Aircraft like the Airbus A380 superjumbo and Boeing's new 787 Dreamliner are an understandable drawcard for many travellers, but the plane you book to travel on isn't always what you end up with.
It's a situation brought into sharp focus with the recent rollout of the Boeing 787. Early adopters such as ANA, Japan Airlines, United Airlines and Qatar Airways saw travellers flocking to their 787 flights in preference to other aircraft.
All went well until some 787's were pulled out of service for an assortment of faults, leading up to this month's grounding of all Boeing 787s for battery checks – which in turn has seen Qatar postpone next week's planned debut of a Dreamliner on the daily Perth-Doha flight.
When the seat type changes
Last-minute changes to an aircraft can also affect the type of seat you'll get.
Let's say you booked a flight in business class on Qantas' Airbus A380, which is fitted with the Red Roo's fully flat Skybed Mark II business class seat — but the A380 is replaced by an older Boeing 747s sporting the less comfortable angled lie-flat Skybed Mark 1 in business.
(Yes, Qantas has upgraded nine of its 747s, but there are still nine remaining with the original seats.)
Of course, Qantas isn't the only airline where this happens — most large airlines have a variety of aircraft in their fleets and will swap planes for reasons ranging from mechanical difficulties to ongoing delays or simply just not enough passengers booked on a flight.
Bad news: airlines are not required to tell you, let alone to compensate you, when your plane changes from one type to another.
You're unlikely to get more than a token flight voucher that maxes out at a few hundred dollars, or a fistful of frequent flyer points if you're a member of the airline's program.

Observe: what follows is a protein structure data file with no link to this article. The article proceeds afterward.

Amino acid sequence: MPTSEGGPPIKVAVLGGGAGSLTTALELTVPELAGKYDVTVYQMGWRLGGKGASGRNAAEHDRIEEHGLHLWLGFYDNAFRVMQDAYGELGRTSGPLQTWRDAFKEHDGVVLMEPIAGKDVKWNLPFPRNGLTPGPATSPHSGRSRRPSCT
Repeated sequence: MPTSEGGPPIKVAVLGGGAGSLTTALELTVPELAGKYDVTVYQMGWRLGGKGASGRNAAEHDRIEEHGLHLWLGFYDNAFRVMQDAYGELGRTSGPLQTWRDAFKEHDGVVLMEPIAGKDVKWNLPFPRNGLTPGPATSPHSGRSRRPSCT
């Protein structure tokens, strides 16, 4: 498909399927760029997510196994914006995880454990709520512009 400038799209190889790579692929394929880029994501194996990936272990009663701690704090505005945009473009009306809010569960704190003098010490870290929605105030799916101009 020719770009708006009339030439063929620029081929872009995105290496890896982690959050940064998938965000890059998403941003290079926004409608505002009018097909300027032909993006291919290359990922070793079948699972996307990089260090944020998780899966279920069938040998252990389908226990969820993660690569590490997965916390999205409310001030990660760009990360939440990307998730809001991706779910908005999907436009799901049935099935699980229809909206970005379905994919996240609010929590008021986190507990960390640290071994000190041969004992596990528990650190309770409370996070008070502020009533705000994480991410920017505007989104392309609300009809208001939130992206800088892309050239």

When it's more about the plane
Even before the recent stoush about the Boeing 787 Dreamliner's batteries, United was having a few Dreamliner dramas.
Having extensively promoted the Dreamliner flights and the aircraft's many benefits, thousands of United passengers booked their travel accordingly – only to arrive at the airport and find their promised 787 had been swapped for an older and much less exciting Boeing 777.
Cynthia Drescher, managing editor of travel mag Jaunted, was on one of those flights.
"I didn't know it had been swapped until I looked out the window at the gate, and I constantly check my flight details for changes," Drescher tells Australian Business Traveller. "Even the gate agents didn't know that it had happened — a 777 had just shown up instead."
"I later discovered that the plane that I was due to have — down to the registration number — had been out of service for several days."
And Drescher wasn't alone in her desire to fly the shiny new Dreamliner. She was astounded to discover how many of her fellow passengers also knew that they were missing out on the 787.
"When the swap came through, and everybody had their seat changes, everyone was talking about the fact that it wasn't going to be a 787. A high amount were well aware of what they'd booked."
So what should airlines do when they swap planes?
At the very least, passengers should be notified: the airline's system ought to spit out an email or an app notification informing you of the change.
After all, handing over your email address to the airline seems to result in any number of targeted sales emails, so it's not unreasonable that they also email you for something you may actually want to know about.
But is it also unfair to expect the opportunity to rebook without penalty onto the aircraft which you originally booked?
Many passengers will need to take their original flight, but others may prefer to shift their flight a day or two in order to get the better seat or just have the experience of flying the newer plane.
What should the airline do in cases like this? What's your experience been of airline notifications — not to mention rebooking and compensation? Share your knowledge with fellow travellers in a comment below.
About John Walton
Aviation journalist and travel columnist John took his first long-haul flight when he was eight weeks old and hasn't looked back since. Well, except when facing rearwards in business class.